Debt sucks. There’s no sugarcoating this dilemma. Ranging from a few hundred dollars to tens of thousands owed to someone or some organization, financial debt hangs around your neck like an albatross. And no matter how many times you try to pull the bird off of you it seems to get heavier when something else comes along that pushes you further away from becoming debt free.
I’m currently in this situation. Thanks to poor monetary decisions in my past and a few recent emergencies I feel the extra weight of my debt every time I work on the household budget. For many years I felt there was no hope in getting through this massive pile of owed money; however, today I feel there’s a light at the end of the tunnel. All it takes is a change of attitude, both emotionally and financially, and a passion to achieve my dreams. Here’s the advice I can give to you to help you see the light at the end of the financial tunnel.
1. Stay calm. Panicking doesn’t do you any good when it comes to financial debt as it eventually can lead to more poor financial decisions. For instance, you may take out a high-interest debt consolidation loan or decide to stop payments on a few items. These options can lead to even more debt and damage to your credit rating.
2. Be patient. Your debt isn’t going to disappear in a week. It may take several months or even years to pay off your last credit card depending on how much extra money you put toward the effort. In the end, think of your debt elimination as a marathon instead of a sprint.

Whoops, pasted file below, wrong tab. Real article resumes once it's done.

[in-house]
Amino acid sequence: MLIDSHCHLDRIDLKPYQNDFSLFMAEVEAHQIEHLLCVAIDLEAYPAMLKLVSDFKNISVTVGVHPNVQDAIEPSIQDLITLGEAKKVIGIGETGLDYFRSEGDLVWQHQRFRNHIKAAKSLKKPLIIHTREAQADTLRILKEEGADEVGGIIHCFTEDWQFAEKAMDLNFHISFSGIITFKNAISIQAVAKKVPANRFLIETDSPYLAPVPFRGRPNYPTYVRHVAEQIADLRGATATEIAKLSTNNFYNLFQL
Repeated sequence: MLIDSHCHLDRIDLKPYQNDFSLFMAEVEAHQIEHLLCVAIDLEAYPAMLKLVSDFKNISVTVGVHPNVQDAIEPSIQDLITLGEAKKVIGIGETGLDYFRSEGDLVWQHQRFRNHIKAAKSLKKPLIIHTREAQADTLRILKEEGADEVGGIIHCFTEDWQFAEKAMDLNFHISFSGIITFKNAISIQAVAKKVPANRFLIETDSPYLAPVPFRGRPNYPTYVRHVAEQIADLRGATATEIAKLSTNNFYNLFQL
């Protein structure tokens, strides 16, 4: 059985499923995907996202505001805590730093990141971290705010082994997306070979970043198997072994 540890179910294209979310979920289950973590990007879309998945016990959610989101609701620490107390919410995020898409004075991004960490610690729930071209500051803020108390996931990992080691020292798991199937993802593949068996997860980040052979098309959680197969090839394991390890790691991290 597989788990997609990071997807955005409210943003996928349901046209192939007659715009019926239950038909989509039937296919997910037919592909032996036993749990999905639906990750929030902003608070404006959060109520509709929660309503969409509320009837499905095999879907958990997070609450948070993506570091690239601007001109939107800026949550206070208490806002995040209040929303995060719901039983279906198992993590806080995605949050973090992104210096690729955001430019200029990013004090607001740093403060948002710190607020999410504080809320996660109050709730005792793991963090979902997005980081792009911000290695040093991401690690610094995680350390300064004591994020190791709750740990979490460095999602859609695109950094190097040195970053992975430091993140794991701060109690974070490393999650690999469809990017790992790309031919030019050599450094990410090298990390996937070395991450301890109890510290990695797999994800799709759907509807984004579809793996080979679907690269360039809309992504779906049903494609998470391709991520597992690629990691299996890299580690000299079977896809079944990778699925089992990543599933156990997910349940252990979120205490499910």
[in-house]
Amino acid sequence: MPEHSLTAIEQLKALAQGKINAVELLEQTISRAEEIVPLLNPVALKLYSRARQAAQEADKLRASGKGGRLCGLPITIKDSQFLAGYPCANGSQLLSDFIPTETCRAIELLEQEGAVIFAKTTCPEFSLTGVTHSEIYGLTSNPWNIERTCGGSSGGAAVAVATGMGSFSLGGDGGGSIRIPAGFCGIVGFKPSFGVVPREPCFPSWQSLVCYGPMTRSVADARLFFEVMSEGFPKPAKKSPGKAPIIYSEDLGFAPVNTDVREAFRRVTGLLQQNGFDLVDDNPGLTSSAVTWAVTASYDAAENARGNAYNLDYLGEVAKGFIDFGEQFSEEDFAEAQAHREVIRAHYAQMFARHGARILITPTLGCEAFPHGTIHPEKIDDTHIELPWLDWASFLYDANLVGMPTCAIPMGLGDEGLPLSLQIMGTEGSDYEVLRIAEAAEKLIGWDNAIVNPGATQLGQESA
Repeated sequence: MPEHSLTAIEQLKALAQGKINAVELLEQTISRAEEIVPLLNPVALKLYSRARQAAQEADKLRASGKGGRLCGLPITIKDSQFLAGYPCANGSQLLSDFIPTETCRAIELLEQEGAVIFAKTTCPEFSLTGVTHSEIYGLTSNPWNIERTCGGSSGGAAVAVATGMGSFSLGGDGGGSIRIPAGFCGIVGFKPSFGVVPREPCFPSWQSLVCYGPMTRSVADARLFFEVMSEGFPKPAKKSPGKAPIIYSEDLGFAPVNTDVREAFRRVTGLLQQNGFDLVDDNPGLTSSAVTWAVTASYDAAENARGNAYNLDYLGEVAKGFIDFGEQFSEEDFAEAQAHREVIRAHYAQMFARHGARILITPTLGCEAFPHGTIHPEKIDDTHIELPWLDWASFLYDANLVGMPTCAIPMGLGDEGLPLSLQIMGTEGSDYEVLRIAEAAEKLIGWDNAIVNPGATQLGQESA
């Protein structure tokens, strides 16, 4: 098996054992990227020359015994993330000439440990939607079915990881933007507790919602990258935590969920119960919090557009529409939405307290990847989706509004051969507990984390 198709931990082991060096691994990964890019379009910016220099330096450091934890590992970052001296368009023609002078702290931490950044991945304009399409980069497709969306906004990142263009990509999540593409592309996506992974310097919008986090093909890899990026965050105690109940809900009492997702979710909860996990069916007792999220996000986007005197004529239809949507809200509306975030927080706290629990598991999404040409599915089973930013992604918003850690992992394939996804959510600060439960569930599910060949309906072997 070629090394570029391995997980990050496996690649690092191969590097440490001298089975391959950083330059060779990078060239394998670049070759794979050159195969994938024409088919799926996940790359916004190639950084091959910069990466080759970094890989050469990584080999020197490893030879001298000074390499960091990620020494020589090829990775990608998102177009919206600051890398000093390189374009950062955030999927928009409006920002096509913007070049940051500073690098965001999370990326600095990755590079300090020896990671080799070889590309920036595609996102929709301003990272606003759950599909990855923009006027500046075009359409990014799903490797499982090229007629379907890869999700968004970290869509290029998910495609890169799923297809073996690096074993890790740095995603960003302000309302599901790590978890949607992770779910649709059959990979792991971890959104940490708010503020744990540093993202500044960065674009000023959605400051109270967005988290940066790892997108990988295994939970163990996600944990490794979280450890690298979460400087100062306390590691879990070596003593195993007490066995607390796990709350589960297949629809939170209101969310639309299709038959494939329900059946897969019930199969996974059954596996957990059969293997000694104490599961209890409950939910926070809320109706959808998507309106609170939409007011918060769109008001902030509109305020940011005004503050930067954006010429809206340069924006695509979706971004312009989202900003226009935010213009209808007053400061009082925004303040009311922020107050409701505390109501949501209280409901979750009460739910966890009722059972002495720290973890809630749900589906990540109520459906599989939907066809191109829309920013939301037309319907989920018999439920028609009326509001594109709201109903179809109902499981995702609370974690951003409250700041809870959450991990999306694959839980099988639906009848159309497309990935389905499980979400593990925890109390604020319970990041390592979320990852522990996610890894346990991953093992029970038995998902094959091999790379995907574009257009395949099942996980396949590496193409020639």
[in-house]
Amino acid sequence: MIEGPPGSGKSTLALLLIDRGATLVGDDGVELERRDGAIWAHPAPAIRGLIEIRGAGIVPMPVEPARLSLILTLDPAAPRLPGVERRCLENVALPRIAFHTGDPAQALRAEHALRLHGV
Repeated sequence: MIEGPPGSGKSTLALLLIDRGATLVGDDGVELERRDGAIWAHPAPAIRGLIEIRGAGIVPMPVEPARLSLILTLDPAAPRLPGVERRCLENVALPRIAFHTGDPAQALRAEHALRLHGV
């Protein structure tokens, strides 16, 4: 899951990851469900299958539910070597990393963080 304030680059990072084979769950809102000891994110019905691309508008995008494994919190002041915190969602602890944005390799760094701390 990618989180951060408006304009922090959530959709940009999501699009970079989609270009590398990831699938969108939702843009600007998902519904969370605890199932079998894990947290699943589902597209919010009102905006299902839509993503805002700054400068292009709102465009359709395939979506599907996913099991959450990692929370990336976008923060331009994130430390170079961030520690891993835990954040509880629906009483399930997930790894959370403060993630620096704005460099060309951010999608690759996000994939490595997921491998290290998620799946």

3. Be positive. Constant thoughts about the debt and how it will never be paid off can open up a chasm of despair that may lead you to a more fragile emotional state in general. Develop a more positive attitude about your financial situation by implementing the first two suggestions.
4. Map it out. We’ve said it before … listing your debts from smallest to largest gives you a better sense of where you are. By doing this you may be able to pay off some of your smaller debts immediately, thus easing the pressure you feel.
5. Set a deadline. Another thing that may make you see the light at the end of the tunnel is a self-imposed deadline to pay off your debt. The caveat here is to not set a unattainable finish. For example, if you have $50,000 in debt and only make $30,000 a year, setting a deadline to pay it all off in three months is probably not a good idea. Place the deadline as far in the future as possible. Not only does this give you the proper period of time to get your finances in order, but it will make you feel good when you make the last payment ahead of schedule.